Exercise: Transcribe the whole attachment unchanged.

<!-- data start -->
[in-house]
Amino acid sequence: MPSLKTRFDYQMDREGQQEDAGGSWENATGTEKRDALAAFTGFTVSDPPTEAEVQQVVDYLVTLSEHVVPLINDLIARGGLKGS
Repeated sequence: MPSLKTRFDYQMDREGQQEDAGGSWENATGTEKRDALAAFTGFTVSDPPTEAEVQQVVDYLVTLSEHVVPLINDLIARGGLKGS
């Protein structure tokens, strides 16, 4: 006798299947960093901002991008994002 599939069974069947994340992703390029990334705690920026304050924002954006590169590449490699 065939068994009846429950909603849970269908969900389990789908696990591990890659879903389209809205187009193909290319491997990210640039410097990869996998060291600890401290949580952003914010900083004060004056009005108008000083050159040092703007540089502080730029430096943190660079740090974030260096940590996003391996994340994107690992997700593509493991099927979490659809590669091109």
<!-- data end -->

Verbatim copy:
[in-house]
Amino acid sequence: MPSLKTRFDYQMDREGQQEDAGGSWENATGTEKRDALAAFTGFTVSDPPTEAEVQQVVDYLVTLSEHVVPLINDLIARGGLKGS
Repeated sequence: MPSLKTRFDYQMDREGQQEDAGGSWENATGTEKRDALAAFTGFTVSDPPTEAEVQQVVDYLVTLSEHVVPLINDLIARGGLKGS
């Protein structure tokens, strides 16, 4: 006798299947960093901002991008994002 599939069974069947994340992703390029990334705690920026304050924002954006590169590449490699 065939068994009846429950909603849970269908969900389990789908696990591990890659879903389209809205187009193909290319491997990210640039410097990869996998060291600890401290949580952003914010900083004060004056009005108008000083050159040092703007540089502080730029430096943190660079740090974030260096940590996003391996994340994107690992997700593509493991099927979490659809590669091109």